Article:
Review: Fun Size


A surprisingly risque comedy from the network that brought you Rugrats and Catdog

Nickelodeon is known for their kid-friendly shows and movies. There's always been jokes aimed at adults nestled here or there, but rarely do you see a character in one of said shows or movies use her breasts for bartering purposes. Such is the case with Fun Size, Nick's new Halloween comedy. It is their second-ever PG-13 film (after perennial classic Angus, Thongs, and Perfect Snogging), and they really just went for that PG-13 rating hard.

The inherent risk of making full use of your PG-13 rating, which allows you to use certain words (words which, mind you, we're not allowed to use on the front page) a certain amount of times and have sexual situations within reason (re: breast-bartering), is that you may run the risk of trying to hard. That is not the case with Fun Size.

No, not even a little bit.

Fun Size
Director: Josh Schwartz
Rating: PG-13
Release Date: October 26, 2012

Wren (Victoria Justice) is a beautiful girl with her head on straight and an affection for her late father's Def Jam Recordings jacket. She, along with her friend April (Jane Levy), find themselves, apparently, in that fragile inbetween of teenage popularity; not popular girls, but not losers. It's a fragile balance. So, naturally, when hot guy Aaron Riley (Thomas McDonell) requests Wren's presence at his Halloween party, she, and more-so April, jumps at the chance. The only problem is she finds herself saddled with watching her weird, mute little brother Albert (Jackson Nicoll) while her mother Joy (Chelsea Handler) goes to a party with her 26-year-old boyfriend Keevin (Josh Pence). Naturally, Wren promptly loses Albert early on into the night. Fortunately, she runs into her nerdy friend Roosevelt (Thomas Mann) and his best pal Peng (Osric Chau). It doesn't take long before Roosevelt is bending over backwards for her as he steals his moms' car and the four teens go on a quest to find Albert, who finds himself embroiled in a convenience store employee named Fuzzy's (Thomas Middleditch) quest for revenge over a broken heart. Needless to say, it is a night all involved will remember forever.

Victoria Justice is a delight. She's very fetching, and she even makes her conservative Dorothy outfit look good. I've never seen her show Victorious, and I'm not going to start now (I'm 26, and my one secret guilty pleasure is Wizards of Waverly Place), but after her performance in Fun Size, I will be keeping her future projects on my radar. Jane Levy, on the other hand, I'm very familiar with. Her status-obsessed character is a nice change of pace from her character in Suburgatory and watching her traipse around dressed as a sexy kitty was not the worst thing in the world. Chelsea Handler was a nice surprise in this film because I grew to not hate her character throughout the course of the movie, and usually all I can think of when she's on screen is how great it will be when she's not on screen anymore. Thomas Mann was terrific as the nerdy Roosevelt, and his puppy love for Wren was apparent from their first scene together. Osric Chau was hillarious, and now that I've discovered he is on Supernatural, I am psyched to catch up. Thomas Middleditch, who is one of my favorite funny guys these days, was full of win and awesome, and his subplot with Jackson Nicoll was one of the highest points of an all-around excellent movie. Speaking of Nicoll, they cast the perfect kid for Albert. He was expressive one moment and a brilliantly blank slate at others, and I can't wait to see what he pops up in next. Johnny Knoxville appears as the primary antagonist and is unsurprisingly one of the best characters in the movie. Aside from Thomas McDonell, whose character and his party are clearly just the catalysts for the plot, everyone in this movie is rock solid.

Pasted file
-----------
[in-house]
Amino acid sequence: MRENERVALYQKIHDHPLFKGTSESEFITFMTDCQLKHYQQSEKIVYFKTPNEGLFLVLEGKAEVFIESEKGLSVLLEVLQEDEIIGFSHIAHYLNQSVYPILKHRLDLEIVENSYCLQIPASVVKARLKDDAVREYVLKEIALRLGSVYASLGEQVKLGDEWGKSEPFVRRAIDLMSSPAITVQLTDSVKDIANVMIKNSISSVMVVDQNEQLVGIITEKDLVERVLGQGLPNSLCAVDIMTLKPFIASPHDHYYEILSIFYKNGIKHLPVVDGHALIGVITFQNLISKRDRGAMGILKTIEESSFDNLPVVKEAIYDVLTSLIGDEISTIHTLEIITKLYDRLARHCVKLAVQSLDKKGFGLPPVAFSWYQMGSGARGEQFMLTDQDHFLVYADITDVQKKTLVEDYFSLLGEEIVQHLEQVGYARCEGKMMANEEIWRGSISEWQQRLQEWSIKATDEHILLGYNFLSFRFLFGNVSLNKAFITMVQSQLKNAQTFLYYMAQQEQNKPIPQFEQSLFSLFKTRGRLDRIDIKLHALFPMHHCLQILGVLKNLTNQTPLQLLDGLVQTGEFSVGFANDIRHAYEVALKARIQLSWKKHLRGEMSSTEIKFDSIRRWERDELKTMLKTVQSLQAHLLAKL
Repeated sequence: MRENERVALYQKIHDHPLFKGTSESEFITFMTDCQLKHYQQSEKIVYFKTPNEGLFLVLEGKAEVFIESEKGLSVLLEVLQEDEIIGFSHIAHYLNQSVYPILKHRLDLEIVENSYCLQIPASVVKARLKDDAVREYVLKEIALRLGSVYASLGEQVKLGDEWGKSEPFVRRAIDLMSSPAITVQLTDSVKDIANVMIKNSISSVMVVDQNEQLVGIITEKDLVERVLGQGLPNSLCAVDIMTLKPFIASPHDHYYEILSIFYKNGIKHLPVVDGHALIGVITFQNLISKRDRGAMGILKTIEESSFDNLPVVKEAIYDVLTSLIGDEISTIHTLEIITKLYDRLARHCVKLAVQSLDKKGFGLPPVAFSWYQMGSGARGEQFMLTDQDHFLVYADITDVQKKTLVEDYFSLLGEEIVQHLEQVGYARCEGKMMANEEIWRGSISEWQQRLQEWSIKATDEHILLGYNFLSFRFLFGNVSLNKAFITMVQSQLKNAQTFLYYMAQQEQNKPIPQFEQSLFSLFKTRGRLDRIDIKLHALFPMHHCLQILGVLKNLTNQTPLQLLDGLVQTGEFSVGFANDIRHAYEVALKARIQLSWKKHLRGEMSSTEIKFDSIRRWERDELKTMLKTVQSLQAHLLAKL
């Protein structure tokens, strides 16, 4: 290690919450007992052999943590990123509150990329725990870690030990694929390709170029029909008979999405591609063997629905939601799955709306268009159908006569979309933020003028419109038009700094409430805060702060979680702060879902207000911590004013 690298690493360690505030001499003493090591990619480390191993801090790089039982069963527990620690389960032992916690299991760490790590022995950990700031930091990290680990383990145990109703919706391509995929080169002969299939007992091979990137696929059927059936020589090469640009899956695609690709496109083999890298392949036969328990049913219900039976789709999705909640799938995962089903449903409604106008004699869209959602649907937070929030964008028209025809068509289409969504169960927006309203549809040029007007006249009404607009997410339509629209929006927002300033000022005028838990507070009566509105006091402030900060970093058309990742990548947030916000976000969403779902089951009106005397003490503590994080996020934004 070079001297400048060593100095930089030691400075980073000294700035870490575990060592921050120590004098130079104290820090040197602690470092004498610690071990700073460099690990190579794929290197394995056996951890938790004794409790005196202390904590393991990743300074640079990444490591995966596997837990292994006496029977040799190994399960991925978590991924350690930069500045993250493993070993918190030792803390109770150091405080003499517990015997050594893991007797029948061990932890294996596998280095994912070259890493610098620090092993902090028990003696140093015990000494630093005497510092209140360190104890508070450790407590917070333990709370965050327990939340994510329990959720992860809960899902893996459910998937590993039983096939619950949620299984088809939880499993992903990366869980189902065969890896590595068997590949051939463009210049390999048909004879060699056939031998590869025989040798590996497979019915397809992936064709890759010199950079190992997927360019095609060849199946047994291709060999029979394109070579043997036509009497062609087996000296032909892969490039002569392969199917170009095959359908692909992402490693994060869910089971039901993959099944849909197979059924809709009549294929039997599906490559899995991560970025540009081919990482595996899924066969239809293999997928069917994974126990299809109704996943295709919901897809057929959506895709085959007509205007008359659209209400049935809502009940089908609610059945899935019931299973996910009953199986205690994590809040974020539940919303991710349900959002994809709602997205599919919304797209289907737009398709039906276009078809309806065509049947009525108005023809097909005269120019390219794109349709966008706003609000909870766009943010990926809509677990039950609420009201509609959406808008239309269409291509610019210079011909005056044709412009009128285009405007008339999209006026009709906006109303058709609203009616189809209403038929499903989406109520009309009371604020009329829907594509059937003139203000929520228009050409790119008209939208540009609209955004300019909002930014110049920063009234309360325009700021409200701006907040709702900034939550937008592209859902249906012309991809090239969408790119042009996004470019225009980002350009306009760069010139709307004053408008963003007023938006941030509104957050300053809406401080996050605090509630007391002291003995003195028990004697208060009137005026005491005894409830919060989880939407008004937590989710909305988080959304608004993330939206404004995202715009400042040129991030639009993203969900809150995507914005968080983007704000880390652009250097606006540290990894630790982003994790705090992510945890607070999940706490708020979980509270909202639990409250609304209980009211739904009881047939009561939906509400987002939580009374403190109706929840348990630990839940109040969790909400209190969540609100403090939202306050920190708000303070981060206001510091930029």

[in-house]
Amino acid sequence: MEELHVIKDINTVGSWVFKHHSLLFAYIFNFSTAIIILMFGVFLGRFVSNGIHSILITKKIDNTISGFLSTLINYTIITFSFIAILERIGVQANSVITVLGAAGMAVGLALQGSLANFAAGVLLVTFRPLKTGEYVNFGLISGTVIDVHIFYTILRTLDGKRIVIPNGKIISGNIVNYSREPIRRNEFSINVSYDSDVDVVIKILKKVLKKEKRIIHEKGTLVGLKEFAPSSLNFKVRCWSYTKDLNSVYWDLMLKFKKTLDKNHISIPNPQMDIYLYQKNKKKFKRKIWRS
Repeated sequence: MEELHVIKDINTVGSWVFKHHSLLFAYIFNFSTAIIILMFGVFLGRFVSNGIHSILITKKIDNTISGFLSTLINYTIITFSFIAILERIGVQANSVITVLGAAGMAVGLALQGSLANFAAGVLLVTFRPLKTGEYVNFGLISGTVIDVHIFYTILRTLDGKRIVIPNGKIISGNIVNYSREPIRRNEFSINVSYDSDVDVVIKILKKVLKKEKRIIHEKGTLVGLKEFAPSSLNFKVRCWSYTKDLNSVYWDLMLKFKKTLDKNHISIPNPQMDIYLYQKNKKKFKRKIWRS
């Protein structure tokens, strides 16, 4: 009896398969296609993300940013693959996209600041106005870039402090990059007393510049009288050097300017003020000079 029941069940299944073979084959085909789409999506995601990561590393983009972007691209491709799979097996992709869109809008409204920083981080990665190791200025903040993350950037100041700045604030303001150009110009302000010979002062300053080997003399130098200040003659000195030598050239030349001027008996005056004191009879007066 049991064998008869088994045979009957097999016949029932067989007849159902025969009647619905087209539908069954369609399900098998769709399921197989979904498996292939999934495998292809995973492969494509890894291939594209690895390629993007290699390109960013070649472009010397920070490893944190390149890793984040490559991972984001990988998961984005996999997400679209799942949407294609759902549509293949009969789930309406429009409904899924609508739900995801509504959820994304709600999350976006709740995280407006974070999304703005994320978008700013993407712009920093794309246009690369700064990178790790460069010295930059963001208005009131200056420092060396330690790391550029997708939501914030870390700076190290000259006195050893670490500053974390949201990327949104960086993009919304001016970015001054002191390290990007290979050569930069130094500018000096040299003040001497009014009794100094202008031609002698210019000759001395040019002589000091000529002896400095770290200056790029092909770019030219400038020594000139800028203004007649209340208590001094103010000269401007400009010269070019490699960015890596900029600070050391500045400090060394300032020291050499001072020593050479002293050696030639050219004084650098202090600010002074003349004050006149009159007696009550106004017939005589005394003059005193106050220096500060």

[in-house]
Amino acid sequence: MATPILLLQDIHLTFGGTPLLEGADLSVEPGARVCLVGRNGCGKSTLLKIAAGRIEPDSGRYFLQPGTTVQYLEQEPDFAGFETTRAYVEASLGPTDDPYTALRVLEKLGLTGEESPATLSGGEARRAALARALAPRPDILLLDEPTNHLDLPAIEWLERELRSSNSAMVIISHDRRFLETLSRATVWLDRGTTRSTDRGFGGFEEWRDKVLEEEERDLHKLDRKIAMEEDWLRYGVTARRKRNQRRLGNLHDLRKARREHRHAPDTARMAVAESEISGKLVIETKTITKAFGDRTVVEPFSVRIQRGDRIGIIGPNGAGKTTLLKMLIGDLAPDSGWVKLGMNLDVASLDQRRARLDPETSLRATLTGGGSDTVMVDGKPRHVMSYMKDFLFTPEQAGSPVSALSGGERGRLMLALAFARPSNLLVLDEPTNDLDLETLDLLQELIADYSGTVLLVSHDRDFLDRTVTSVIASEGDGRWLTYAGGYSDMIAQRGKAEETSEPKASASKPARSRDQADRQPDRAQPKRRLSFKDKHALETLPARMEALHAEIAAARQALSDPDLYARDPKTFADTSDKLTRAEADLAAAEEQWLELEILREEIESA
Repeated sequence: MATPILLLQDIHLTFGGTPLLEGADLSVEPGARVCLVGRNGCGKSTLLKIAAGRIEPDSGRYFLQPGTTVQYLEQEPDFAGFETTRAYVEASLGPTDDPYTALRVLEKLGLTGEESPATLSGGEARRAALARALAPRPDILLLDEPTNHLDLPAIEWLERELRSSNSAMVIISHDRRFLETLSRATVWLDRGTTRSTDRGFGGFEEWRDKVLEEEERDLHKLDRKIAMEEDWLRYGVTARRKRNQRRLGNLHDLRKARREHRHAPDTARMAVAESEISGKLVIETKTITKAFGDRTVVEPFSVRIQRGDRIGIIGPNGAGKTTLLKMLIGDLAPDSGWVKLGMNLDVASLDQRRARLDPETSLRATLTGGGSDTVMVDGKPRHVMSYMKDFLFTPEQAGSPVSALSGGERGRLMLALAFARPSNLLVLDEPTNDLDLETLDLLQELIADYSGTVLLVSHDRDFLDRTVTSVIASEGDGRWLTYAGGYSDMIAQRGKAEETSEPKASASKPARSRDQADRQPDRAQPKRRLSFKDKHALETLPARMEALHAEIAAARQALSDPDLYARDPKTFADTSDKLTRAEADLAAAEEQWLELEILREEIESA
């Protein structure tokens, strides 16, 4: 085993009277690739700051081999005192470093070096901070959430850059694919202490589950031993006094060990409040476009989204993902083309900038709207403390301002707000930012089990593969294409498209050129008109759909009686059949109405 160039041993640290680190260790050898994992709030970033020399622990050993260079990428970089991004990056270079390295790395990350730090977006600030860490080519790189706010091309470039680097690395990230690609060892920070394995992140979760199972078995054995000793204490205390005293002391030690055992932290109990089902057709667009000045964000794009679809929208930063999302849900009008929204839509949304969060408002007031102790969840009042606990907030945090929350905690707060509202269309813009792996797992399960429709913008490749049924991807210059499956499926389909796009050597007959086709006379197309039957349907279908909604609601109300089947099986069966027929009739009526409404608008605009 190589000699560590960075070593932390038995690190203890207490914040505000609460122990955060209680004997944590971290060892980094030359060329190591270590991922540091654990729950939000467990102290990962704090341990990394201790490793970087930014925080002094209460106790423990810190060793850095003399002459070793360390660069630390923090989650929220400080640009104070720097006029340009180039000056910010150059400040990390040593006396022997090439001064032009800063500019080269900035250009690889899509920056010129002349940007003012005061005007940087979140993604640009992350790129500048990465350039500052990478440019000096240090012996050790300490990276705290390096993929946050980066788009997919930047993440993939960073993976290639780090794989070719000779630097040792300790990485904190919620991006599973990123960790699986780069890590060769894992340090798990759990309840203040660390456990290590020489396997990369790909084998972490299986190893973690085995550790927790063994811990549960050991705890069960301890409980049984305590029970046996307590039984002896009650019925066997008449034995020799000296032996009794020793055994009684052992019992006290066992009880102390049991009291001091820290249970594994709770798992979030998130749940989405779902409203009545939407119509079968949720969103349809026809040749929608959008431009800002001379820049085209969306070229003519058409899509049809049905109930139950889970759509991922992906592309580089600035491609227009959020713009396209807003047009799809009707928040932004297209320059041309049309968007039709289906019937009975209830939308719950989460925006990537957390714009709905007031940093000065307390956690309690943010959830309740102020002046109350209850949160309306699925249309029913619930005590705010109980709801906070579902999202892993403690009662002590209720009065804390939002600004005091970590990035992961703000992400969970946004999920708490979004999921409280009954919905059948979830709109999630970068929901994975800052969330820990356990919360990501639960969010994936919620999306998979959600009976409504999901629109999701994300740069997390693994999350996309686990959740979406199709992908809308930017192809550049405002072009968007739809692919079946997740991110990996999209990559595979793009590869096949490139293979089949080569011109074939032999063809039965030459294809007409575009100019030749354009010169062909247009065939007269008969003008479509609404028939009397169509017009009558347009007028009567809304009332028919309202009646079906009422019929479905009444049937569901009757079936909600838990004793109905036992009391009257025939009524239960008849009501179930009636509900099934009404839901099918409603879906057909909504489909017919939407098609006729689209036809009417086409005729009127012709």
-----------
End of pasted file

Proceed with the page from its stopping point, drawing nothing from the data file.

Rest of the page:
As I stated above, this is a surprisingly, refreshingly risque movie from Nickelodeon. They said the word, 'shit' about three or four times more than I expected. Jane Levy offers up some grope-time with her chest-puppies in exchange to release from the nerd-mobile. Somebody gets punched in the junk. While not terribly mature, there's certain mature themes at play, and at no point did I feel like Fun Size was trying too hard.

I really don't have much to say about this film that isn't glowing. It was absolutely excellent, and Josh Schwartz (the guy who brought us The O.C., Gossip Girl, Chuck, and the forthcoming American version of Misfits) nailed the direction. At no point did I find a joke falling flat, the film never got bogged down in sappy morals, and it kept moving forward at a hilarious breakneck pace that was oh-so-refreshing.

Sure, Fun Size isn't the most original teen movie to come out, or most original Halloween comedy, to come out ever, but it's damn solid and it's nice to see that Nickelodeon isn't just kid stuff (with subtly adult jokes nestled deep within its kid-friendly recesses). In a season filled with blood, guts, and gore, it's nice to have a good old fashion Halloween comedy to turn to after the bodies finish hitting the floor.

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Fun Size reviewed by Sean Walsh



Impressive effort with a few noticeable problems holding it back. Won't astound everyone, but is worth your time and cash.
How we score:  The Flixist reviews guide


Sean Walsh
Sean WalshAssociate Editor   gamer profile

Sean Walsh has been a fan of movies ever since he can remember. His father assures him that he wept when Optimus Prime died in the original movie, but seeing as how Sean was less than a year old... more + disclosures


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